U.S. shipper groups support trade promotion agreement with Peru
Shipper representatives from several large trade groups urged Congress Wednesday to pass the U.S.-Peru Trade Promotion Agreement legislation recently negotiated by the Bush administration.
“This is an example of an agreement that is balanced because it offers us the opportunity to grow U.S. dairy exports without the potential for a third-party country to exploit this agreement to the disadvantage of U.S. dairy farmers,” said Ray Souza, owner of Turlock, Calif.-based Mel-Delin Dairy, on behalf of the Western United Dairymen, before the House Ways and Means Committee.
Most shippers see the agreement as leveling the playing field of trade between the two countries. The United States eliminated 97 percent of import duties on Peruvian exports under the 1990 Andean Trade Preference Act, whereas many U.S. exports to Peru are still subject to import duties of 12 percent to 25 percent.
“The day the agreement enters into force, 80 percent of U.S. consumer and industrial products and more than two-thirds of current U.S. farm exports will enter Peru duty free,” testified Richard Norman, vice president of human resources for Coats North America on behalf of the U.S. Chamber of Commerce and U.S.-Peru Trade Coalition.
Two-way trade between the United States and Peru has doubled during the past three years, reaching $7.4 billion in 2005. However, Norman said this trade has been lopsided in favor of Peruvian exports to the United States because of their duty-free status.
Norman called the trade promotion agreement “a critical step in U.S. efforts to promote sustainable economic growth in the Western Hemisphere through trade rather than aid.” He added that it “follows in the footsteps of the successful U.S.-Chile Free Trade Agreement.”
U.S. poultry shippers are optimistic that the trade promotion agreement with Peru should help overcome traditionally high barriers to imports of U.S. chicken leg quarters. Once the agreement is implemented, the amount of duty free access for U.S. poultry imports will increase to about 24,000 metric tons over 10 years. “The United States has never exported more than 2,400 metric tons of poultry, and that includes all poultry products, to Peru in any year,” Sara Lilygren, vice president for federal government relations for Tyson Foods on behalf of National Chicken Council, told the Ways and Means Committee.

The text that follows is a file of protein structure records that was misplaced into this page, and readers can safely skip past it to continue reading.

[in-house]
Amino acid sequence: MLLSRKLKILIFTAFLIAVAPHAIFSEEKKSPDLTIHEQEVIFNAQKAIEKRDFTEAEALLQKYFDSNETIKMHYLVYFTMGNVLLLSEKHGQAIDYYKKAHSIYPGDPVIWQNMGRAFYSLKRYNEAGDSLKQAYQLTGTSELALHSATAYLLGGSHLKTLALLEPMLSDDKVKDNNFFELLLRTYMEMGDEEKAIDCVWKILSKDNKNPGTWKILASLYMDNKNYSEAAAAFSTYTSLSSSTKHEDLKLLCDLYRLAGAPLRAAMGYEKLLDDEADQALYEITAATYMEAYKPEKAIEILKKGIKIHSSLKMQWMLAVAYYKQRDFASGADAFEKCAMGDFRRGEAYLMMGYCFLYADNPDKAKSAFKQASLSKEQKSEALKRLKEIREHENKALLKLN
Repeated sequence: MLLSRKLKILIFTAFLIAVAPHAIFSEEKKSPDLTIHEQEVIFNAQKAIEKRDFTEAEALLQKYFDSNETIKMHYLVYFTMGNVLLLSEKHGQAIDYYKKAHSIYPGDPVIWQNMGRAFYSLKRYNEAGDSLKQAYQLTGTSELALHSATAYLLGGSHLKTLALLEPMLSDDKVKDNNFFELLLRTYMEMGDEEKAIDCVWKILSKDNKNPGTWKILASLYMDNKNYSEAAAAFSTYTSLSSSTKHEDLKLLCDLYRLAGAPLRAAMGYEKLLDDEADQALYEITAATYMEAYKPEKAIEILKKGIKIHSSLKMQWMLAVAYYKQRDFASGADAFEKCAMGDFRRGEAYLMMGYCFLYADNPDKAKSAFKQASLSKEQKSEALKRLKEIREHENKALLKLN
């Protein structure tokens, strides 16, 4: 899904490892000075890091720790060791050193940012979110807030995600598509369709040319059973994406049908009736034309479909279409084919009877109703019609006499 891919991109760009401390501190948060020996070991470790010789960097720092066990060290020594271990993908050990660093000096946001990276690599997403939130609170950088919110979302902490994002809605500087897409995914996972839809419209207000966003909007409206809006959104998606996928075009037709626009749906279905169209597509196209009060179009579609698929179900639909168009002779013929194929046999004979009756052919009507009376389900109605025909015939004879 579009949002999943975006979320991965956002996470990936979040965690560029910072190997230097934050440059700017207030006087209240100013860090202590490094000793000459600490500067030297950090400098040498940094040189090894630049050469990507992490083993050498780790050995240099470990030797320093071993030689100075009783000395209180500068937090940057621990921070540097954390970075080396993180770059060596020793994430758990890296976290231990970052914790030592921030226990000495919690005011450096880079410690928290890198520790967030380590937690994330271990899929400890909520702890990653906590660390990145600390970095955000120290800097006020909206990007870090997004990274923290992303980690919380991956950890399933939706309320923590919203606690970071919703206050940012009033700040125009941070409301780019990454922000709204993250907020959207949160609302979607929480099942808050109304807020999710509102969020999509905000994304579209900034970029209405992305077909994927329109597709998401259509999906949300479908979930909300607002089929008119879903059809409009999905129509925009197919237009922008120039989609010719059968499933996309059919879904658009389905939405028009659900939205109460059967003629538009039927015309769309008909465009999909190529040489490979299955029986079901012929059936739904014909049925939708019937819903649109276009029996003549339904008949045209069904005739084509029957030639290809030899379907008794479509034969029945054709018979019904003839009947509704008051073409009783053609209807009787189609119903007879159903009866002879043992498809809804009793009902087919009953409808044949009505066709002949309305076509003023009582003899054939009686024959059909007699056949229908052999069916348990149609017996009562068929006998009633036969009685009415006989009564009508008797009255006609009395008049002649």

U.S. manufactured exports to Peru are expected to increase under the agreement. The fastest growing categories of U.S. manufactured exports to Peru currently include petroleum and coal products; furniture-related products; and boilers, tanks and shipping containers, Norman said.
In addition, the trade promotion agreement requires Peru to make certain customs improvements for the sake of trade facilitation. Goods must be cleared by Peruvian Customs within 48 hours of arrival under the agreement.
Francisco X. Santeiro, managing director for global trade services in FedEx Express’s Latin America and Caribbean division, highlighted to the House committee the agreement’s provisions related to express shipments, such as customs clearance within six hours after submission if customs documents. Express shipments may also be processed through customs prior to arrival in Peru.
“As customs experts often point out, if you can’t measure customs clearance times you can’t improve them; and if you don’t have a goal, you never will,” Santeiro said.